The spellbinding glow of the nightclub beat has been largely missing from our lives for the better part of the last year, as the world was left in a pandemic-forced standstill with no set return to normalcy in sight. For some, the absence was deafening enough to inspire a lot of inventive, surreal songcraft potentially uncreatable were it not for the peculiarity of 2020 itself, and when listening to the new collaborative EP from Head Fake and Dub Fu Masters this June, I think it’s obvious the period fostered a lot of creative development where it counts the most. The underground is surging with exciting talent at the moment, but if you’re in the mood for a specifically danceable, neo-80s experience as sonically captivating as it is provocative, Head Fake vs. Dub Fu Masters is inarguably a must-have record. 



In “Trump Funk,” Head Fake and Dub Fu Masters explore rebellious political lyricism against the backdrop of a texturally expressive bassline and beats as big as a mountain – but their message isn’t lost in the noise by any means. On the contrary, the discordance of the arrangement this track features is perhaps the greatest element of reflection the lyrics could have been met with; we’re not just listening to another linguistic rant about the ex-POTUS, but an aural encapsulation of the time in which his name and unpredictable nature were such a dominant force in the headlines. It’s clever but also concise enough to be as accessible to the causal electronic pop enthusiast as it would the diehard audiophile, which isn’t typically the case with this type of release. 

As far as chemistry is concerned, Dub Fu Masters sound like the perfect fit to balance Head Fake’s manner of songwriting, which has favored physicality going back to last year’s “JFK” and EP3. The compositional depth of the relatively clandestine “One Step” is never obscured by either party attempting to show off or overshadow the other with virtuosities; its old school fragility is preserved by both the master mix and the style of their performance, as opposed to being produced after the fact using synthetic bells and whistles best kept out of the fold entirely. “Overjoyed” is similarly pristine in presentation, but even its cosmetic frills and glossy lead vocal sound more the product of intricate compositional wit than they ever do the exploitation of artificial elements.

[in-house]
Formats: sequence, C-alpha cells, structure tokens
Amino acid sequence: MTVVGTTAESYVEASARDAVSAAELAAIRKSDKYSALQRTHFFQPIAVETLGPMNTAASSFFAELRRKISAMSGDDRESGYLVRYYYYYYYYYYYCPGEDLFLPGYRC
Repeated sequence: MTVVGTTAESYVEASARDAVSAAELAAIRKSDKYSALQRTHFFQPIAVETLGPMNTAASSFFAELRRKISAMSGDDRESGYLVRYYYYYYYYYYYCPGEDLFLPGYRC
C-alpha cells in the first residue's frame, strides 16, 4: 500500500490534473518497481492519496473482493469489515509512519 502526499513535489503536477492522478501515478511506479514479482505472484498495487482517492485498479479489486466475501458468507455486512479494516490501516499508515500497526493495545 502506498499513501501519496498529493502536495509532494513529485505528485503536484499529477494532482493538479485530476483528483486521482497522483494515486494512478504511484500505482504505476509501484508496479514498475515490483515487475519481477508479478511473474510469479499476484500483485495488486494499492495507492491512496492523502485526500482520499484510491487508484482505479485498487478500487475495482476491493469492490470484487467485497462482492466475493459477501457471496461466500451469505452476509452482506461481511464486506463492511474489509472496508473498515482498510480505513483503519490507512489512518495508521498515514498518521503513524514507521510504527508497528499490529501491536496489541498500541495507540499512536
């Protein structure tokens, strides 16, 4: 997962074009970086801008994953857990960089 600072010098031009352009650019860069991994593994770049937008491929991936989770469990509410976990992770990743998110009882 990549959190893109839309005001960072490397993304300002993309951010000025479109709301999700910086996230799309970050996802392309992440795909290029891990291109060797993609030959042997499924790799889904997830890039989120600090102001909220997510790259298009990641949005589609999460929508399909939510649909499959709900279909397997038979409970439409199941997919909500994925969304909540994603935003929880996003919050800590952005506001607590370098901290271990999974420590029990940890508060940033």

I would love to see these two acts collaborate again in the future, and if there’s anything we can take away from the collective detail and decadence of Head Fake vs. Dub Fu Masters, it’s that they each have the caliber of talent it takes to yield something fascinating in even the simplest of settings. The beats and melodies in a new waver like “Overjoyed” translate as kaleidoscopic and downright immersive with a good pair of headphones because of the grander approach taken here. There’s no asking permission to be eccentric in any part of this track list, nor feelings of guilt attached to enjoying something so willfully offbeat in an era principally rewarding conventionality in pop music. To deliver something that covers both a swelling demand for minimalist song structures and indulgent melodicism the same takes something much more profound than luck or talent alone – it takes players who can connect on a multidimensional level, and that’s what Head Fake vs. Dub Fu Masters unapologetically showcases. 

Garth Thomas